At the risk of butting in from far away (and no doubt the pro-catch share faction will see it as that), fishermen solidarity is essential if we are to weather this storm, so I would like to share my experience here in New England regarding catch shares and their disasterous effects (“Quota system will save the fleet,” The Daily Astorian, Dec. 30). 

I hope your experience is different than ours. Two-thirds of our groundfish fleet has not left the dock since the inception of catch shares last May, due largely to low allocations of “choke species.” Also, many fishermen and small boat owners are out of business because they never got a large enough individual allocation of any of the species to make a single trip to the grounds feasible. 

The race for commoditization: or, too many bureaucrats chasing too few fishermen. The question that keeps emerging for rational people at almost every turn is: Why catch shares? What exactly is behind this race for commoditization?

There’s no clear evidence that catch shares do anything for the fish, and a sampling of some of the rest of the world’s fisheries, some using Individual Transferrable Quotas (ITQ) for 30 years (see, shows no more than a controversial attitude at best, and a desire to rescind such programs is widespread internationally as well. At any rate, there is clearly no demonstrable evidence that such a privatization scheme helps the fish or the fisheries. Most of our U.S. fisheries are healthy and sustainable or clearly on a path progressing toward those goals.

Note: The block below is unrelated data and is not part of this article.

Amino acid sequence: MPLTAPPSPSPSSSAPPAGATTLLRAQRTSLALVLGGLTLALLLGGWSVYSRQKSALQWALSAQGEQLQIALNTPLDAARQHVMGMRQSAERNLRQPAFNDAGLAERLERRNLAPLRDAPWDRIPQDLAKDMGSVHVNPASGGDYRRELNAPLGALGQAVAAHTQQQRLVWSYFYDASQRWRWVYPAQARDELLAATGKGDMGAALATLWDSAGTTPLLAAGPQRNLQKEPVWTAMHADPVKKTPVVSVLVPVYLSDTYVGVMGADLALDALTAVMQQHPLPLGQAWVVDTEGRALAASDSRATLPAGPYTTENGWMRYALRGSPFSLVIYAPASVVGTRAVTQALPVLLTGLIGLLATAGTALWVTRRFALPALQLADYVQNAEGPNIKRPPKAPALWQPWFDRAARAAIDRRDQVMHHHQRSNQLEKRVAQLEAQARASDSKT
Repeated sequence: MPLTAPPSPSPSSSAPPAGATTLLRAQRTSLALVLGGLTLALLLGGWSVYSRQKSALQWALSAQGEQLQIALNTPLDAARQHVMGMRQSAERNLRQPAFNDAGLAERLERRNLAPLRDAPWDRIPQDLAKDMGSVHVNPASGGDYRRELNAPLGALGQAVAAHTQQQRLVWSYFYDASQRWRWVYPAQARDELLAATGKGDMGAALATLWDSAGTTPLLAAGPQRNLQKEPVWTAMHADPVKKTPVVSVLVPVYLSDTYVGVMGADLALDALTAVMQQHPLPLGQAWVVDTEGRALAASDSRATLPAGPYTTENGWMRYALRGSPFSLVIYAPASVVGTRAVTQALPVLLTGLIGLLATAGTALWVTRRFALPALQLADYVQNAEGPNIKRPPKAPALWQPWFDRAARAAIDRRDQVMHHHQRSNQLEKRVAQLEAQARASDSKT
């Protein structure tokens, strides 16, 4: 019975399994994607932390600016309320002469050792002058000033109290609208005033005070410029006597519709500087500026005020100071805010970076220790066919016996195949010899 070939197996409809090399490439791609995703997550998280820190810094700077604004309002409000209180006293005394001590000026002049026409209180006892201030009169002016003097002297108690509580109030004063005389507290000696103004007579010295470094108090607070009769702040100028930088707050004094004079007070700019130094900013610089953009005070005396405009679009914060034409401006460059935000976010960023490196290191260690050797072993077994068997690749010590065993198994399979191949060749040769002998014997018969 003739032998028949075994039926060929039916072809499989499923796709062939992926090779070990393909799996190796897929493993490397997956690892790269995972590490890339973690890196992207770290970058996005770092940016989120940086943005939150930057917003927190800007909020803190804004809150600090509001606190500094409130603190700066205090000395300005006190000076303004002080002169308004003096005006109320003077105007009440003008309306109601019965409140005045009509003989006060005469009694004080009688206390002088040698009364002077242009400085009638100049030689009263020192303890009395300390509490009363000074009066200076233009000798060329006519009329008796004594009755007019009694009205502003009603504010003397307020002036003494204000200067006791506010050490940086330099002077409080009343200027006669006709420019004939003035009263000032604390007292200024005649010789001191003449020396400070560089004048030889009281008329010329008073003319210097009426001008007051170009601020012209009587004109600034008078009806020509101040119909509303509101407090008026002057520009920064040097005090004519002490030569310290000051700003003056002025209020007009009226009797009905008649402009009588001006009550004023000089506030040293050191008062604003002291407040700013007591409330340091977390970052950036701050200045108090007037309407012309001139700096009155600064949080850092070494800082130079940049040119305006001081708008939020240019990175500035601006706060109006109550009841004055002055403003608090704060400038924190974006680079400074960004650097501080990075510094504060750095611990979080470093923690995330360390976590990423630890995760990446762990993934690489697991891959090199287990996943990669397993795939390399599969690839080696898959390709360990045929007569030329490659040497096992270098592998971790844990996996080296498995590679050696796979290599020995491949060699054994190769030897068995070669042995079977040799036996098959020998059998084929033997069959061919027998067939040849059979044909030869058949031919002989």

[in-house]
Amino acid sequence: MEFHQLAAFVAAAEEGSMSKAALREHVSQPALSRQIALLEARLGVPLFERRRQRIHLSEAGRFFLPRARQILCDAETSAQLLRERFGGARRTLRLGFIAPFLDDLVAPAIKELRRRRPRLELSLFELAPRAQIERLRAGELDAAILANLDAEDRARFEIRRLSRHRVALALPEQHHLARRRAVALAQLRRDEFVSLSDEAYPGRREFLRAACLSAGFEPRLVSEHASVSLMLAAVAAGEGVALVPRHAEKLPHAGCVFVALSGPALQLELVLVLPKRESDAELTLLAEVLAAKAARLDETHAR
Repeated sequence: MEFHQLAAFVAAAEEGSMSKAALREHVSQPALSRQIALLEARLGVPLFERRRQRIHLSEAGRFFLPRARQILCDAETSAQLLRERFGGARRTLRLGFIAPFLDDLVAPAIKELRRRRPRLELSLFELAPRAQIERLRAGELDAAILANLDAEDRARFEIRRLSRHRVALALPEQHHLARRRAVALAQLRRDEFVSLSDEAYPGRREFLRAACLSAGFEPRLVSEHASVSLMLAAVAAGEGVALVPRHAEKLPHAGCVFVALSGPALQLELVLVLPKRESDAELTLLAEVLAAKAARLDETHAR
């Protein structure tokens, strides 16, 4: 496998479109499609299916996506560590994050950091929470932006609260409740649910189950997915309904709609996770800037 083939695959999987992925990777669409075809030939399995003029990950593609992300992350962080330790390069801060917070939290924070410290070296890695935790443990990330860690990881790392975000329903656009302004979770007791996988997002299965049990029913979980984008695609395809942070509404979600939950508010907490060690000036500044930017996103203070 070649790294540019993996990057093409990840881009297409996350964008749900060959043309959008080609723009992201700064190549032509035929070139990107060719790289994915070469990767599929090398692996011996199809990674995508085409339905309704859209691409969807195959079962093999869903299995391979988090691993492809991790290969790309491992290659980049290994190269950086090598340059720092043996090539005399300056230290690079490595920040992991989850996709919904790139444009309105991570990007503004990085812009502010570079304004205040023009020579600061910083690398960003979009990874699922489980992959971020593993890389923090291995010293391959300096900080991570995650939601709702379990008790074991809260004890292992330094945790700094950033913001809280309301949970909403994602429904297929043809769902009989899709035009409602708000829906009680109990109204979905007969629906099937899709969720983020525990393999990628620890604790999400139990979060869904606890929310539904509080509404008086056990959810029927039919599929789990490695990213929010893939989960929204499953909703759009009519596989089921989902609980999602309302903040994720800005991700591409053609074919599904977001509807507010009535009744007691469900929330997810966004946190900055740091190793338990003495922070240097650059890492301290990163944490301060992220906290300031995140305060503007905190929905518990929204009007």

If you accept the talking point that there are too many fishermen chasing too few fish, then this consolidation push makes sense. If, on the other hand, you are rational, you will take into account the fact that in the Northeast, for instance, the already 70 percent reduced fleet has harvested only a fraction of the sanctioned total allowable catch over the last several years. Further reduction of the fleet will result in a domino collapse of essential and crucial shore side infrastructure. 

If you understand that by the National Oceanic and Atmospheric Administration’s own figures, most stocks are already healthy and approaching sustainability, and if you know, for instance, that there are more fish coming up in surveys now than there have been since the beginning of NOAA record keeping, then none of the attitudes by NOAA and the Environmental Defense Fund make any sense at all – not to fishing, anyway. 

The push for consolidation does make sense, however, if you are trying to clear fishermen out of the way for industrial development of the ocean resource, forgoing fishing for oil. 


Mystic, Conn.